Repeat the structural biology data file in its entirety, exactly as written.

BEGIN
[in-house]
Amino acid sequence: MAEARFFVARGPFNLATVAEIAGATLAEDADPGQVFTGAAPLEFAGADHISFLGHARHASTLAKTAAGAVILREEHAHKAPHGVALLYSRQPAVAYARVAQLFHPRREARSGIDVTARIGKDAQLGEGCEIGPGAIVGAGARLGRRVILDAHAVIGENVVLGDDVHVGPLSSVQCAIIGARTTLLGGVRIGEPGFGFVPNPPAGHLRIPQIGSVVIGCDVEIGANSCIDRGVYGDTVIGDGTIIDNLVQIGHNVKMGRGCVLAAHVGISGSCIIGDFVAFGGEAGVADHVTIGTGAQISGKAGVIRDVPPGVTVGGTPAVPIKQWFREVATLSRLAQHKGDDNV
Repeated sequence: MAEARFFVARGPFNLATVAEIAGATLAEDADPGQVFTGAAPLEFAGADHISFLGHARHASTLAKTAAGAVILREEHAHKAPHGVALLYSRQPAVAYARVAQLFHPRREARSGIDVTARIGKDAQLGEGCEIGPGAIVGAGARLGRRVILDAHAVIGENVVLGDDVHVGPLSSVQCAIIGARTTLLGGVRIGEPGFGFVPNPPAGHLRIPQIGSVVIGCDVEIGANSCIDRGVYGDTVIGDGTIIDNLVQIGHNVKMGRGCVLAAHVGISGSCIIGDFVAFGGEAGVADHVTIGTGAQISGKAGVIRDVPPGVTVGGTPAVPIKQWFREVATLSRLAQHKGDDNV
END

[in-house]
Amino acid sequence: MAEARFFVARGPFNLATVAEIAGATLAEDADPGQVFTGAAPLEFAGADHISFLGHARHASTLAKTAAGAVILREEHAHKAPHGVALLYSRQPAVAYARVAQLFHPRREARSGIDVTARIGKDAQLGEGCEIGPGAIVGAGARLGRRVILDAHAVIGENVVLGDDVHVGPLSSVQCAIIGARTTLLGGVRIGEPGFGFVPNPPAGHLRIPQIGSVVIGCDVEIGANSCIDRGVYGDTVIGDGTIIDNLVQIGHNVKMGRGCVLAAHVGISGSCIIGDFVAFGGEAGVADHVTIGTGAQISGKAGVIRDVPPGVTVGGTPAVPIKQWFREVATLSRLAQHKGDDNV
Repeated sequence: MAEARFFVARGPFNLATVAEIAGATLAEDADPGQVFTGAAPLEFAGADHISFLGHARHASTLAKTAAGAVILREEHAHKAPHGVALLYSRQPAVAYARVAQLFHPRREARSGIDVTARIGKDAQLGEGCEIGPGAIVGAGARLGRRVILDAHAVIGENVVLGDDVHVGPLSSVQCAIIGARTTLLGGVRIGEPGFGFVPNPPAGHLRIPQIGSVVIGCDVEIGANSCIDRGVYGDTVIGDGTIIDNLVQIGHNVKMGRGCVLAAHVGISGSCIIGDFVAFGGEAGVADHVTIGTGAQISGKAGVIRDVPPGVTVGGTPAVPIKQWFREVATLSRLAQHKGDDNV